I’ve always had a thing for both European screamo bands and noise rock. Discordant blasts of noise are a hell of a lot of fun when done right, so when a band comes along claiming to be a mash of both genres, I get a little bit excited. German noiseniks, Colored Moth, are one of these bands. DIM is their second album and is a pretty decent way to spend 30 or so minutes of your day if you fancy something a bit noisy. The idea behind DIM is that progression is never a smooth process and we’re currently going through one of the many phases of regression that plagues humanity as it goes forward. Looking at the series of shitstorms currently happening throughout the world, it seems rather apt, if slightly cliched. But, fuck it, one of my favourite records is 50% action movie samples, so I can’t really judge.
The opener, “Letter To Aldous”, sets the record’s tone with a solid groove and some fun vocal interplay that makes you want to get up and dance like you’re at a La Quiete show in 2004. From the very start, it sounds like KEN Mode, Unsane and Refused all got into a lift and had a bit of a scrap. Throughout the record the basslines and drums are low and dirty, driving each song forward with an almost sludgey undertone. The guitars veer between the jangly tones of old screamo, Cave In style space rock and the frantic riffs of At The Drive-In. Combined with their off-kilter vocal delivery, it makes for a highly engaging listen. They effortlessly bounce between dreamy, early-Britpop singing, balls to the walls screaming and kind of inbetween semi spoken word (tracks “Maelstrom” and “Cognitive Bias” are great examples). However, it’s not all chaotic noise rock; they also, rather cleverly, break the album up with four instrumental segues (“C”, “A”, “L” and “M”) that provide short periods of respite before you get thrown back in. The band also isn’t afraid to get a bit epic at times. “Der Blinde Uhrmacher” is an instrumental mix of warm, fuzzy space rock and chuggy riffs, while closer “H. Useless” spends its last half drawing out a single, downbeat guitar. It’s an apt way to finish a record with such a downbeat theme.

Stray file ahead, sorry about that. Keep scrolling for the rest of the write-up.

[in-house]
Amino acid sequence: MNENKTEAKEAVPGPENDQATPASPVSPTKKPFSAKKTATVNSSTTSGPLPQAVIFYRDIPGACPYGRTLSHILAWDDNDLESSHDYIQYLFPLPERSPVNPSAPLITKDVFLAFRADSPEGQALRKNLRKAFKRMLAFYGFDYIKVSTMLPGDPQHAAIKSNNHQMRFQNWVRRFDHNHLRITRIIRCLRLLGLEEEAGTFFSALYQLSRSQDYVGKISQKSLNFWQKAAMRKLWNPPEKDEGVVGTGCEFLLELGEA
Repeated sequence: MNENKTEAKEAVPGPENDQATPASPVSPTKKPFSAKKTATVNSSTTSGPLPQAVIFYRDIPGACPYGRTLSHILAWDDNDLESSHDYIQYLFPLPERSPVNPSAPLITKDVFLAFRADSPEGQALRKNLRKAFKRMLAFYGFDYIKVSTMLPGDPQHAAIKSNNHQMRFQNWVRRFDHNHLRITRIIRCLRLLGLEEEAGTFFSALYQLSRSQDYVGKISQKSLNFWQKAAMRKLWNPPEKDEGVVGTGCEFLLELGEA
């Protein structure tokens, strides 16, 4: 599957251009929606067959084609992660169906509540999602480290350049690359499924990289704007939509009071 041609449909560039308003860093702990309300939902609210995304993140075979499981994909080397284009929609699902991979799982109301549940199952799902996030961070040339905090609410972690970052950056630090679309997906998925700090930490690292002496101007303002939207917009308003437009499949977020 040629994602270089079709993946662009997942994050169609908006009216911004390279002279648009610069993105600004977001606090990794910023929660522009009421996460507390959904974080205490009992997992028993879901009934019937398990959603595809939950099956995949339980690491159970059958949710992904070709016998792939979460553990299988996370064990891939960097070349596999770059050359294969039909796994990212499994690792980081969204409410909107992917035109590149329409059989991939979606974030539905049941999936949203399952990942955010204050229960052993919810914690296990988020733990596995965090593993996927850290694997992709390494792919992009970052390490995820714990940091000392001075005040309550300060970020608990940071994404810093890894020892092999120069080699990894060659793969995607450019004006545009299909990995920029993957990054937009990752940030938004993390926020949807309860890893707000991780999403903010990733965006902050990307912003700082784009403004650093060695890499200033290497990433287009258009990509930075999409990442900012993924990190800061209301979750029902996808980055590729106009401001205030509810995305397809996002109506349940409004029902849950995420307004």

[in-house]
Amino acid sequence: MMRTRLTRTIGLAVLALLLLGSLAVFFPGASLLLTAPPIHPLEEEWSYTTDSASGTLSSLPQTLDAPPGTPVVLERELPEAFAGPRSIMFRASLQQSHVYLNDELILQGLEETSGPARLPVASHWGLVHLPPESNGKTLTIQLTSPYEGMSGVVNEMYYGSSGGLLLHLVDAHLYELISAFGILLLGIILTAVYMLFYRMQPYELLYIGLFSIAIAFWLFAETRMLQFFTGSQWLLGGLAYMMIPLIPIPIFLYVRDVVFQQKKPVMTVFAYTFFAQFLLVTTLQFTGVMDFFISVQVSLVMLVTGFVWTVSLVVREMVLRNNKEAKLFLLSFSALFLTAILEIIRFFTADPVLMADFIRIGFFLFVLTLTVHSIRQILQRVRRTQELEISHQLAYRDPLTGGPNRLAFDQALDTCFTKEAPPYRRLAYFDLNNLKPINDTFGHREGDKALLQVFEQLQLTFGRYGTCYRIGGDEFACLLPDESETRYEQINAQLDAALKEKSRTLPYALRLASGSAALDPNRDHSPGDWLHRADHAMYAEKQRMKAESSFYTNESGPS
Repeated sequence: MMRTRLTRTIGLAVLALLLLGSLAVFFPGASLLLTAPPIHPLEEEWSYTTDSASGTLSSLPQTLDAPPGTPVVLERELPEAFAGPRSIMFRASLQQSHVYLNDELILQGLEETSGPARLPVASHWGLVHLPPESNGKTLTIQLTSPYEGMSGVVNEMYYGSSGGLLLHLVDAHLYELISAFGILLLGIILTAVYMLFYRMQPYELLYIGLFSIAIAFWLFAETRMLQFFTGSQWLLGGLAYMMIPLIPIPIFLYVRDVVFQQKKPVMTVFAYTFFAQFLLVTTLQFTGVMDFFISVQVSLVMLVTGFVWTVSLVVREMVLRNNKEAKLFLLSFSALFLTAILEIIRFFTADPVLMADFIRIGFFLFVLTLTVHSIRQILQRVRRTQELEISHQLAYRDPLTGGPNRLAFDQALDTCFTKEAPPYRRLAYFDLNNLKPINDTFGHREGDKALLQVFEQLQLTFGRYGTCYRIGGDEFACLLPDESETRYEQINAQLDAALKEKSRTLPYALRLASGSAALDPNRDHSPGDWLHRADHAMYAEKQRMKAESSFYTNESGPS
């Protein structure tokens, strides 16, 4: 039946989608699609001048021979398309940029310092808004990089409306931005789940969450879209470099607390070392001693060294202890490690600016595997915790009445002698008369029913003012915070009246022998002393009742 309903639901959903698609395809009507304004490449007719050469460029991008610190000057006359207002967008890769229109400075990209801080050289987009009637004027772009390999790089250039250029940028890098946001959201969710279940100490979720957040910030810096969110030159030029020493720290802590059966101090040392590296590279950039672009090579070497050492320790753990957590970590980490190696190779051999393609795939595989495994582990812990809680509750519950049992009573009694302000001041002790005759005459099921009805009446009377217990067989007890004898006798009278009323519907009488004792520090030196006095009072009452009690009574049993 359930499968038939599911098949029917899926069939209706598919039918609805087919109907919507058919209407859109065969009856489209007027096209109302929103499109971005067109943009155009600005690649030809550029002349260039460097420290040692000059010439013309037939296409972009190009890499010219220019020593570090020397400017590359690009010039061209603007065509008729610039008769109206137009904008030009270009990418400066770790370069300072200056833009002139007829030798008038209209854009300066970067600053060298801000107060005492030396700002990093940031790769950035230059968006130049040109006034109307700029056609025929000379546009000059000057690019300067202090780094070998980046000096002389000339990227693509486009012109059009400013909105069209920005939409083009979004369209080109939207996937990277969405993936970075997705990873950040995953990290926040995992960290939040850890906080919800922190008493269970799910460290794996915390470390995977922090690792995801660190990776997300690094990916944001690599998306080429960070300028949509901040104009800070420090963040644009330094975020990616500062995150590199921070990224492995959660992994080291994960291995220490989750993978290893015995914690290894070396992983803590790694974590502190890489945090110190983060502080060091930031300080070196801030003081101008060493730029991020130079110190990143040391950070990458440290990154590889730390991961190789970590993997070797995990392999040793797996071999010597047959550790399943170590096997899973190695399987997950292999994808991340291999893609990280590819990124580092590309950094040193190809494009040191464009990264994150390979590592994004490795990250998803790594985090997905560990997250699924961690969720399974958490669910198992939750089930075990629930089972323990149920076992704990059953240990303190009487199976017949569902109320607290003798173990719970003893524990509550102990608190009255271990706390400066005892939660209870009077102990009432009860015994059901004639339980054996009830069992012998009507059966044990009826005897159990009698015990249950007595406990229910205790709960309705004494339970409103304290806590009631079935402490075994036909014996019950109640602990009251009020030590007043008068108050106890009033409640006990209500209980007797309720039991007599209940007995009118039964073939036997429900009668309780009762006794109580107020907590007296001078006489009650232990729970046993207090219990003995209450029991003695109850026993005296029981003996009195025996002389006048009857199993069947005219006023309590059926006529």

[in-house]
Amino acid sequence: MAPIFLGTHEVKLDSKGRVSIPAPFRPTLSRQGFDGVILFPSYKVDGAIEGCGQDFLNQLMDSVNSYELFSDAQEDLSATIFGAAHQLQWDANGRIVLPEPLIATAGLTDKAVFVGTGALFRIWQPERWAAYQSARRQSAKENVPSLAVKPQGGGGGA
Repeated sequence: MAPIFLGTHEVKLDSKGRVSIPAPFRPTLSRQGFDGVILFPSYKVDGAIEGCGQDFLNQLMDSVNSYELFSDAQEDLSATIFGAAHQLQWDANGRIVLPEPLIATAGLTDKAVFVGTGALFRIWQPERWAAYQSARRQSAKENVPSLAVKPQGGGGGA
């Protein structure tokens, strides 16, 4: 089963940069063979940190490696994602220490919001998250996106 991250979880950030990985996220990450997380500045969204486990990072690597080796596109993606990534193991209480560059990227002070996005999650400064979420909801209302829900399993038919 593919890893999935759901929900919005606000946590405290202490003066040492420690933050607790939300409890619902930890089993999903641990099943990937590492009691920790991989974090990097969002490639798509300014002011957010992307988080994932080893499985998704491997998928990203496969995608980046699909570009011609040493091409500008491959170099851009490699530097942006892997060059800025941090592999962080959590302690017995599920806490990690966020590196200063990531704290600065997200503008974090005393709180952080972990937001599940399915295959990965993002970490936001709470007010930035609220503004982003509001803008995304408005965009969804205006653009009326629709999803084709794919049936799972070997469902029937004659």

DIM is a fun and relatively challenging piece of music. It channels the best bits of noise rock and mid-00s screamo into a nice little package that will satisfy fans of both styles. While neither are particularly new, Colored Moth’s take on them is pretty fresh and one I would definitely recommend you check out.
Top Cuts: The Social Darwinist Program; Der Blinde Uhrmacher; Indefinite Hiatus